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Sep 18, 2017

Most people in the 18th and 19th centuries got from place to place on foot. Some people could afford to travel on horseback or in a cart drawn by a horse. There were others that travelled on wagons pulled by oxen. The ox-wagon was used to transport goods like bales of wool, bundles of dried animal skins, sacks of wheat, flour, sugar and wooden planks. Roads during those times were mostly tracks and travel and transportation were arduous and time-consuming. Travel in the Southern Cape was particularly slow and difficult. There were no bridges across the rivers and travel via the couple of passes over the Outeniqua Mountains, was both strenuous and dangerous.

Attaqua’s Kloof Pass 

The first pass over the Outeniqua Mountains was described by Ensign Isaac Schrijver as early as 1689 when he was sent by the Castle of Good Hope with the mission of finding Khoi tribes in the area in order to trade for cattle and sheep. 

The Outeniqua Mountains presented a seemingly impenetrable barrier to the interior, but Schrijver was shown an elephant track near Hagelkraal, close to Hartenbos near Mossel Bay (about 30 kilometres west of where George is situated), this path was however impossible to negotiate because of the thick vegetation. Eight men and all the Khoi guides spent a day hacking, clearing and burning the bush before it was possible to get a wagon through. Read more...

Duiwel’s Kop Pass 

Duiwel’s Kop Pass (Devil’s Peak), to the east of George, was the second pass over the Outeniqua Mountains and the only alternative to Attaqua’s Kloof Pass - and a pretty awesome alternative at that. Famous travellers such as Van Plettenberg (1779), Barrow (1779, who described it “as among the most formidable and difficult roads in the Colony”), Le Valliant (1782, said the ascent was bad enough, but it was the descent that unnerved him) and the botanist Andrew Sparrman (1775, reported that the road was very bad) all recorded their crossing over Duiwel’s Kop Pass. 

Before traversing this notorious pass, they had the ordeal of first crossing the dreaded Kaaimansgat and Touw Rivers. If they were in flood they were impassable. The pass was abandoned in about 1815. Read more...

Cradock Pass 

George was proclaimed a drostdy in 1811 and A.G. van Kervel was appointed the first Landdrost. Keen on making a success of his post, he drew up a report pointing out the need for a new pass over the Outetniqua Mountains. He suggested upgrading the bridle path immediately behind the town of George as he realized that access to the interior was vital for the prosperity of the new town and he hoped to persuade the Governor of the Cape, Sir John Cradock that a pass over the Outeniquas would benefit the colony as a whole. Cradock agreed with his reasoning.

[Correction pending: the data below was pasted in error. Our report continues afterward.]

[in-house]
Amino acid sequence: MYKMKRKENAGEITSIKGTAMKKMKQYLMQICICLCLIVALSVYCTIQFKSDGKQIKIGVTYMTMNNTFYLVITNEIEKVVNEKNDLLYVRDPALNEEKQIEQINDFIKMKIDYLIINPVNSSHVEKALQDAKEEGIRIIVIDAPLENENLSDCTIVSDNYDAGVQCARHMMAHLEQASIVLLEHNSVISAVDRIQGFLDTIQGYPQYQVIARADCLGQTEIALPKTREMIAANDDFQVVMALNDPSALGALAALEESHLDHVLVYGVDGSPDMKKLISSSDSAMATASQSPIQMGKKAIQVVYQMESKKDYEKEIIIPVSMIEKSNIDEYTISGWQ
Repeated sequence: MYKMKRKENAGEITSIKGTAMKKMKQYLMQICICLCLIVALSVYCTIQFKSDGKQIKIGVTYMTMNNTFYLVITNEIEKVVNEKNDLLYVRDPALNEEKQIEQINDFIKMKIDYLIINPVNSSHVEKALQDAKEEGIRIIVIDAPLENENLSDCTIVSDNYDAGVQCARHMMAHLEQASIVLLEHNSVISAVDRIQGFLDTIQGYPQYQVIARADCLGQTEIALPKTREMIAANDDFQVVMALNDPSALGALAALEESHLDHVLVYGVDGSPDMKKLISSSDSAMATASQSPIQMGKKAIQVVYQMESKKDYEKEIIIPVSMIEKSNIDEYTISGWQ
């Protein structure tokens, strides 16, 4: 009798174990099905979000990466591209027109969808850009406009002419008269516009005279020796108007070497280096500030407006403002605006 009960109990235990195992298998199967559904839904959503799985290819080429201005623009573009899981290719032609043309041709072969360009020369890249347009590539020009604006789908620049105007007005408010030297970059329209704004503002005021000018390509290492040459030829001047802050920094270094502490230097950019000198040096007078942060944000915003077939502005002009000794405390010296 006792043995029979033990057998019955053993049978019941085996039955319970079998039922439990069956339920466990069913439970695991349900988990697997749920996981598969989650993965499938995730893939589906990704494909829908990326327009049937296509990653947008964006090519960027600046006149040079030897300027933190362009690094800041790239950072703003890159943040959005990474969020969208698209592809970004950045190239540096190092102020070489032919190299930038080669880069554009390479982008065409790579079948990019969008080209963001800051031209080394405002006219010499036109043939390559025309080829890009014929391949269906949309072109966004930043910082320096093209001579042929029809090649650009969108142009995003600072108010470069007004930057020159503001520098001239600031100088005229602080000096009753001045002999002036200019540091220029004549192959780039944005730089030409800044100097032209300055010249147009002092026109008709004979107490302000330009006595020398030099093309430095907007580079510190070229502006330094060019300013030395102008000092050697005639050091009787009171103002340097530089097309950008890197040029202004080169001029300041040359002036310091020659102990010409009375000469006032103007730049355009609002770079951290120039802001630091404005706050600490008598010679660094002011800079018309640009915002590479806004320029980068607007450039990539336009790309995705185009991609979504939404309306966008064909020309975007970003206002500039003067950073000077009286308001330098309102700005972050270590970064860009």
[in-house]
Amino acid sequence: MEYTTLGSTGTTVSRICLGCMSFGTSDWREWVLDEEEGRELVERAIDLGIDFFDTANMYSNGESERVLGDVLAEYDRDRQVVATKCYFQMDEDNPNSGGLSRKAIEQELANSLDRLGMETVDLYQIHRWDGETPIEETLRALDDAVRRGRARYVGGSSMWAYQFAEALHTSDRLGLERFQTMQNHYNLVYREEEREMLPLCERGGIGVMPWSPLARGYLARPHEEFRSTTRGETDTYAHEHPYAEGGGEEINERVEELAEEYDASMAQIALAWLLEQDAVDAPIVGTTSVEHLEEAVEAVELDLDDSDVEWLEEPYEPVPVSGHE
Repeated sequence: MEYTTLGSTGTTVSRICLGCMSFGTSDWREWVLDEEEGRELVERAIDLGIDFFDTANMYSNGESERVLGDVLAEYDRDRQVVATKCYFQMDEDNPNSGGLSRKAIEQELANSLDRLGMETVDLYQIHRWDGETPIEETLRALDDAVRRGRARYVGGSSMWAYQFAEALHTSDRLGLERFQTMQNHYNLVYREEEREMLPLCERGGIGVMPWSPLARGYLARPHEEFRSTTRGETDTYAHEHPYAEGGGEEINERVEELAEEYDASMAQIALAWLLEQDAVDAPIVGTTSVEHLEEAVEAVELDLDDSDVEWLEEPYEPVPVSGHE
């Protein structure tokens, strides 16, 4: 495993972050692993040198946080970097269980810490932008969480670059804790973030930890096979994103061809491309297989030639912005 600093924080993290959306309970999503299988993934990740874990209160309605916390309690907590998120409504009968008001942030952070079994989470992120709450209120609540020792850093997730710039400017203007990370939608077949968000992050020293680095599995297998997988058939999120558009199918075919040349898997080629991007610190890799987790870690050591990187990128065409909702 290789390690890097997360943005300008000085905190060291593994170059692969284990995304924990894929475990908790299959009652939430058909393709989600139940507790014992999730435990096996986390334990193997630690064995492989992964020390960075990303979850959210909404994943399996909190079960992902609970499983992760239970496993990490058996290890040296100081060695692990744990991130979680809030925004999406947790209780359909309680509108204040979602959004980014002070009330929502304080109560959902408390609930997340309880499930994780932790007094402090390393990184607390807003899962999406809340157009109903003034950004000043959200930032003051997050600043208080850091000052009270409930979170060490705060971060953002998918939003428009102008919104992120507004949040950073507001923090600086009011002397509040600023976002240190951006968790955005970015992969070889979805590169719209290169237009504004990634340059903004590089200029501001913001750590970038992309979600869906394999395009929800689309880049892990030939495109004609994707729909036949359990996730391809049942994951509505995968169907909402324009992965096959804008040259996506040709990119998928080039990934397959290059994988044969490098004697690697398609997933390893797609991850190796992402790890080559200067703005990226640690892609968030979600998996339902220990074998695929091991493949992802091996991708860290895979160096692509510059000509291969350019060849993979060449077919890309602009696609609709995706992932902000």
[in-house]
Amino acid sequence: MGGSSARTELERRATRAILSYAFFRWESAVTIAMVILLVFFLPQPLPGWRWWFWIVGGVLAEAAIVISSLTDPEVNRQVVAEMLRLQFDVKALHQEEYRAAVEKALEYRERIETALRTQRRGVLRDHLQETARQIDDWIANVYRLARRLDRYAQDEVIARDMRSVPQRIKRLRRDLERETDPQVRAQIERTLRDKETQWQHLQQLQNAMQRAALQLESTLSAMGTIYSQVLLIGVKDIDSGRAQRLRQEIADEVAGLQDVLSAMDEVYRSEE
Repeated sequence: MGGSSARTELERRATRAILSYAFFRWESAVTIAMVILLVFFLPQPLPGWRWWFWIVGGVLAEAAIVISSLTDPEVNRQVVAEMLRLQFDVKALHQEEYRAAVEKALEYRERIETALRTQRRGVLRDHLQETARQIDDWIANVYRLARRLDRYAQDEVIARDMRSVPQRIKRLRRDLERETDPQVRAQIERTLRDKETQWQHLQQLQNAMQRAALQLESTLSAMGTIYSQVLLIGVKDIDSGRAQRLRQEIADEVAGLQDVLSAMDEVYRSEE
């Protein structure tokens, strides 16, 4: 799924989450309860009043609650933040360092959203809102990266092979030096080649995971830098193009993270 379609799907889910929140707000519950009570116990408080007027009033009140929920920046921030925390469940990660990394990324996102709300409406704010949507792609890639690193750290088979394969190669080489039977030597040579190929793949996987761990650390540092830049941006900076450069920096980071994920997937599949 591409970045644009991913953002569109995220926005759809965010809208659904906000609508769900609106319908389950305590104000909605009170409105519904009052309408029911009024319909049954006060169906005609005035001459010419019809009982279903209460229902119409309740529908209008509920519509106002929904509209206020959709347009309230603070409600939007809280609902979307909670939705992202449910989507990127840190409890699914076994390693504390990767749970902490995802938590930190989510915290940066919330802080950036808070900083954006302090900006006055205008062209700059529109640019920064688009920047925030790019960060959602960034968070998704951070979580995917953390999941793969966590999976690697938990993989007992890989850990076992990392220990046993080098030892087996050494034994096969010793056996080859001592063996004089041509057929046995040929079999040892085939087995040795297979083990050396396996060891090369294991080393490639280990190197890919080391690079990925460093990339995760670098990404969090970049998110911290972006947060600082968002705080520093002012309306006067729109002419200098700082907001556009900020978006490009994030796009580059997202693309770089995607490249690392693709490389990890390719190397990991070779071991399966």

Forty labourers took two months to complete the 5.5 mile route (10km) which went almost directly over the mountain with no sharp bends or contour paths. The pass was named Cradock Pass, in honour of Sir John Cradock, governor of the Cape (1811-1813). From the start there were complaints about this very steep and formidable road. In places wagons had to be taken apart and carried. The gradient was so severe that two teams off oxen had to be inspanned. Disasters were frequent and travellers were held up for days while repairs were effected. Big rocks caused the wagons to tilt unevenly. From the very beginning, some travellers referred to the route as “only fit for baboons!’ Read more...

The Montagu Pass

The historic Montagu Pass between George and Oudtshoorn was declared a National Monument in 1972. With many serpentine curves this magnificent pass gradually winds its way through the fynbos-covered Cradock’s Kloof until it reaches the summit. Travelling along this fascinating route, with its natural scenery, is an unforgettable experience.

The main route over the Outeniqua range before 1848 was the Cradock Pass. The southern end of this track started at the village of Blanco where there was an outspan for ox to graze and travellers to rest. The route of the Cradock Pass is marked today by a series of stone cairns which can be seen from the Outeniqua Pass.

The pull exerted by a team of oxen is at its greatest when all the oxen are in a straight line. Consequently a pass used by ox-wagons tries to avoid sharp bends. However the steepness of the Outeniqua range made some sharp bends necessary. A journey by ox-wagon over the Cradock Pass could take days. In a number of places wagons toppled over unless they were restrained by men pulling them side-ways with ropes. Many sections of the Cradock Pass were frequently washed away by flooded mountain streams and the oxen struggled for purchase on the rocky, uneven ground. The route was a nightmare.  Read more...

The Outeniqua Pass

During the 1920s and the 1930s motor cars used the Montagu Pass in ever increasing numbers. By the late 1930s it was evident that a new pass which could handle this motorised traffic, was needed over the Outeniqua Mountains.

In 1933 work on the pass was commenced with the aid of 500 Italian prisoners of war, whose camp was situated near Blanco. They blasted and hacked out the new road and were paid between 6d and 1/- a day. The Chief foreman of works was Mr E. van der Westhuizen. The construction work was regarded as the most arduous in the Cape, because of the hardness of the rock.

However, at the end of World War 11in 1945, the Italians were repatriated and the remaining two miles of the pass was constructed by Clifford Harris (Pty) Ltd. The total cost of the pass was 500 000 pounds. Read more...
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